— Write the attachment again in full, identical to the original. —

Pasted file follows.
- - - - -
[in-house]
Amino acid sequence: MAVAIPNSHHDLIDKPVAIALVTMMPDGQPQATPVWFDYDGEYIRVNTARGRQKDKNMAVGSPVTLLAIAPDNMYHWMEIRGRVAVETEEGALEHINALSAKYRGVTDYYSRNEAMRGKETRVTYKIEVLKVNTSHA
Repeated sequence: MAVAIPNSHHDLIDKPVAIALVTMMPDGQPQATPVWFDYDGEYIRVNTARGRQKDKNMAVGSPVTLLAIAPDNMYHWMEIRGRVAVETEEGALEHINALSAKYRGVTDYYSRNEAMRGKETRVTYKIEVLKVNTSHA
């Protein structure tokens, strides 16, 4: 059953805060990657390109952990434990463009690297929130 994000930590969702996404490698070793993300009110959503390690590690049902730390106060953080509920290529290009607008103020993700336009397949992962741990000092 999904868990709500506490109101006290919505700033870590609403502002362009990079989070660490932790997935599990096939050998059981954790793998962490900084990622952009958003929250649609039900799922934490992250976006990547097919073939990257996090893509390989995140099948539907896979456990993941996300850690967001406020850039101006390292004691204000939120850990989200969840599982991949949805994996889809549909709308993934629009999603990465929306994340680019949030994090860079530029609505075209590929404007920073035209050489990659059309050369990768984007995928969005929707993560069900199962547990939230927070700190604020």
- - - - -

[in-house]
Amino acid sequence: MAVAIPNSHHDLIDKPVAIALVTMMPDGQPQATPVWFDYDGEYIRVNTARGRQKDKNMAVGSPVTLLAIAPDNMYHWMEIRGRVAVETEEGALEHINALSAKYRGVTDYYSRNEAMRGKETRVTYKIEVLKVNTSHA
Repeated sequence: MAVAIPNSHHDLIDKPVAIALVTMMPDGQPQATPVWFDYDGEYIRVNTARGRQKDKNMAVGSPVTLLAIAPDNMYHWMEIRGRVAVETEEGALEHINALSAKYRGVTDYYSRNEAMRGKETRVTYKIEVLKVNTSHA
């Protein structure tokens, strides 16, 4: 059953805060990657390109952990434990463009690297929130 994000930590969702996404490698070793993300009110959503390690590690049902730390106060953080509920290529290009607008103020993700336009397949992962741990000092 999904868990709500506490109101006290919505700033870590609403502002362009990079989070660490932790997935599990096939050998059981954790793998962490900084990622952009958003929250649609039900799922934490992250976006990547097919073939990257996090893509390989995140099948539907896979456990993941996300850690967001406020850039101006390292004691204000939120850990989200969840599982991949949805994996889809549909709308993934629009999603990465929306994340680019949030994090860079530029609505075209590929404007920073035209050489990659059309050369990768984007995928969005929707993560069900199962547990939230927070700190604020």